Morgan agrees, and the Young Women’s Trust volunteers will be stewarding as part of the Oxfam Stewarding team – the charity has long had an association with Glastonbury: “It’s a really lovely opportunity for our people to network and connect on important issues, such as our manifesto for change and everything that the young women want to see to create an equal world of work. Any opportunity for a charity to be involved, whether music events, art events, or anything like that, is fantastic and a moment where we can talk about the things we’re passionate about to a really diverse group of people.

“Glastonbury is a whole world in itself, so apart from all the music and entertainment, to be able to connect with different types of people from all different walks of life is just brilliant.”

Anyone who’s ever been to a festival with a big group will know how important phones are on site and every charity volunteer will be given a six-month sim card, with 40GB of data a month and unlimited calls, provided by Vodafone as part of its everyone.connected project. The company will also be providing the temporary mobile network across the entire festival site.

“This is the second year we’re one of Glastonbury’s main partners, and being the connectivity partner is something that we’re very excited about,” says Nicki Lyons, chief corporate affairs and sustainability officer at Vodafone UK. “This year we were determined that we would bring our sustainability commitments and our everyone.connected initiative to life and this is the first iteration of this and it’s very exciting.

“The Glastonbury volunteer scheme and the work we do to provide connectivity to charities is hugely important and emblematic of what we are as a brand. We feel really strongly about our pledge to help 4 million people cross the digital divide – people who don’t have access to connectivity, for whatever reason – to experience the value and importance of it.”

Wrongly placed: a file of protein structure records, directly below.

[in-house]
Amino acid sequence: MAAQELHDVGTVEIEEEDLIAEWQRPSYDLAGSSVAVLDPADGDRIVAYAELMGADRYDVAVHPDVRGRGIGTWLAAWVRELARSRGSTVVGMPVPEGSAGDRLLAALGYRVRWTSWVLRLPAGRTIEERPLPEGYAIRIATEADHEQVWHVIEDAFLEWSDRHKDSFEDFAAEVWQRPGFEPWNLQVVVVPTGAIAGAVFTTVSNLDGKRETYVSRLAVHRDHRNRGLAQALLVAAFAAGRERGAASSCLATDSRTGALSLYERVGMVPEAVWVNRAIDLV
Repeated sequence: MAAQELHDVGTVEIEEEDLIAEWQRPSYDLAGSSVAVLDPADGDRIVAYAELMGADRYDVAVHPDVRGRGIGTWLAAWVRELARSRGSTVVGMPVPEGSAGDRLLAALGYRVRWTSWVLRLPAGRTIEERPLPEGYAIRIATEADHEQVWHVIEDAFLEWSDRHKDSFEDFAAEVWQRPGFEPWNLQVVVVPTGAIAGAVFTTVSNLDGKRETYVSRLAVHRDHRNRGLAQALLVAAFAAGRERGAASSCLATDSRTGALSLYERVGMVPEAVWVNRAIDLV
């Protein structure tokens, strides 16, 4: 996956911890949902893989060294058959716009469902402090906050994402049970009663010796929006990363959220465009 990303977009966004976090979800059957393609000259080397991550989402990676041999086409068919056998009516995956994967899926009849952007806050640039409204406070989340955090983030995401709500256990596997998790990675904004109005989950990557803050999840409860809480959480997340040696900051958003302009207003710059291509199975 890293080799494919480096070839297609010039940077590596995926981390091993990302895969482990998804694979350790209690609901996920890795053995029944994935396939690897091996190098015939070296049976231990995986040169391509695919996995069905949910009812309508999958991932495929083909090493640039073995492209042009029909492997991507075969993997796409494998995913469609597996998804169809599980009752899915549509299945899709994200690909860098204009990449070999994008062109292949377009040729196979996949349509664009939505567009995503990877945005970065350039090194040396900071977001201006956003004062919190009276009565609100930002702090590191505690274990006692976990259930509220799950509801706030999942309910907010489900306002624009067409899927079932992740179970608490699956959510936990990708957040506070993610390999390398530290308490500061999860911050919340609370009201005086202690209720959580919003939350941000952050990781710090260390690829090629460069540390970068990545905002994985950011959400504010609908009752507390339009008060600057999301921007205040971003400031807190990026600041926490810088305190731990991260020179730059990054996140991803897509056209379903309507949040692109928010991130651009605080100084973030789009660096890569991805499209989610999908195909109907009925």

Related: ‘It’s my 18th consecutive Glastonbury – and this year we’re doing it as a three generation family’

It couldn’t come at a better time, says Morgan: “There are lots of people out there who can’t afford data, or who can’t afford to pay their phone bills, given the cost of living crisis. It’s a really helpful thing to have and when you’re at a festival, having a way to communicate with people and catch up with people is so important, so they’ve really thought of everything.”

Baxter says that this connectivity will have an outreach that stretches far beyond when the festival shuts its gates for the year: “If you think about the things that having a sim card unlocks, it’s such a vast part of everyday life. It’s really, really valid for this group of people, some of whom arrived literally with just the clothes on their backs. So being able to call home, access the internet to find job opportunities, or to find things going on in your local community is so important.”

Ultimately, she adds, the Glastonbury volunteer project mirrors the ethos of the festival itself: “It’s about coming together as a community and having a fantastic life experience, which I don’t think most people in our group will have had the opportunity to experience before. It’s a chance to grow and to thrive.

“The ripple effect that this will have on the volunteers’ lives, that’s impact you can’t buy. That really is what could change the world.”

Connecting you to Glastonbury this summer
Vodafone is the official connectivity partner of Glastonbury Festival. To find out more and to download the official Glastonbury app, head to vodafone.co.uk

For further information on Vodafone’s charity work, its sim card donation programme and its everyone.connected project, click here